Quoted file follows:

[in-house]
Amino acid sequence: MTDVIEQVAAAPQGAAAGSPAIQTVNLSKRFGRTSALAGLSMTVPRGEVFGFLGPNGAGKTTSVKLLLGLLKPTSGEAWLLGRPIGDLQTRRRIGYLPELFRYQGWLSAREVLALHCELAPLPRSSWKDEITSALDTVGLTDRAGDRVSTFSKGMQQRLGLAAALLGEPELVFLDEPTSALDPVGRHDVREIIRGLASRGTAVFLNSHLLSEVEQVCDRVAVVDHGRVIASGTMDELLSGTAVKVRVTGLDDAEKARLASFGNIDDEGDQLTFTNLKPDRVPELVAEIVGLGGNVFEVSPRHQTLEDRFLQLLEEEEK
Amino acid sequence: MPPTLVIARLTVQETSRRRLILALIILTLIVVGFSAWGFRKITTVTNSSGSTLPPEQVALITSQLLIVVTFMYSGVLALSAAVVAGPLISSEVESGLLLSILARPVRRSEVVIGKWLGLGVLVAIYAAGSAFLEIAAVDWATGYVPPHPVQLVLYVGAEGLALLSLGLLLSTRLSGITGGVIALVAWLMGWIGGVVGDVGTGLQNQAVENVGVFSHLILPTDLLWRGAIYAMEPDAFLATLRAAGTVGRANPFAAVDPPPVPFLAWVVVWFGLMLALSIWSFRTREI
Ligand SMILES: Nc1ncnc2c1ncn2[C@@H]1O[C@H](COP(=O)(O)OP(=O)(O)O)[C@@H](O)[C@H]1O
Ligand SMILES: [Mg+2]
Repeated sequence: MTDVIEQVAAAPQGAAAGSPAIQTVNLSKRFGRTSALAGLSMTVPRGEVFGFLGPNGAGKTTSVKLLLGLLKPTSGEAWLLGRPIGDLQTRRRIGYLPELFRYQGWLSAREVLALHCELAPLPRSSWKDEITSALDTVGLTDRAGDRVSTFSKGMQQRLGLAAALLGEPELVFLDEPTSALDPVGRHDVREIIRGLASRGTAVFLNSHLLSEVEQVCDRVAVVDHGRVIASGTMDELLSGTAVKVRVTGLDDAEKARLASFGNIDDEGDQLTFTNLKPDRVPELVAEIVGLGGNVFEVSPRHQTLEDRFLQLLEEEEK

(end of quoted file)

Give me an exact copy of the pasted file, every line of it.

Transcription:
[in-house]
Amino acid sequence: MTDVIEQVAAAPQGAAAGSPAIQTVNLSKRFGRTSALAGLSMTVPRGEVFGFLGPNGAGKTTSVKLLLGLLKPTSGEAWLLGRPIGDLQTRRRIGYLPELFRYQGWLSAREVLALHCELAPLPRSSWKDEITSALDTVGLTDRAGDRVSTFSKGMQQRLGLAAALLGEPELVFLDEPTSALDPVGRHDVREIIRGLASRGTAVFLNSHLLSEVEQVCDRVAVVDHGRVIASGTMDELLSGTAVKVRVTGLDDAEKARLASFGNIDDEGDQLTFTNLKPDRVPELVAEIVGLGGNVFEVSPRHQTLEDRFLQLLEEEEK
Amino acid sequence: MPPTLVIARLTVQETSRRRLILALIILTLIVVGFSAWGFRKITTVTNSSGSTLPPEQVALITSQLLIVVTFMYSGVLALSAAVVAGPLISSEVESGLLLSILARPVRRSEVVIGKWLGLGVLVAIYAAGSAFLEIAAVDWATGYVPPHPVQLVLYVGAEGLALLSLGLLLSTRLSGITGGVIALVAWLMGWIGGVVGDVGTGLQNQAVENVGVFSHLILPTDLLWRGAIYAMEPDAFLATLRAAGTVGRANPFAAVDPPPVPFLAWVVVWFGLMLALSIWSFRTREI
Ligand SMILES: Nc1ncnc2c1ncn2[C@@H]1O[C@H](COP(=O)(O)OP(=O)(O)O)[C@@H](O)[C@H]1O
Ligand SMILES: [Mg+2]
Repeated sequence: MTDVIEQVAAAPQGAAAGSPAIQTVNLSKRFGRTSALAGLSMTVPRGEVFGFLGPNGAGKTTSVKLLLGLLKPTSGEAWLLGRPIGDLQTRRRIGYLPELFRYQGWLSAREVLALHCELAPLPRSSWKDEITSALDTVGLTDRAGDRVSTFSKGMQQRLGLAAALLGEPELVFLDEPTSALDPVGRHDVREIIRGLASRGTAVFLNSHLLSEVEQVCDRVAVVDHGRVIASGTMDELLSGTAVKVRVTGLDDAEKARLASFGNIDDEGDQLTFTNLKPDRVPELVAEIVGLGGNVFEVSPRHQTLEDRFLQLLEEEEK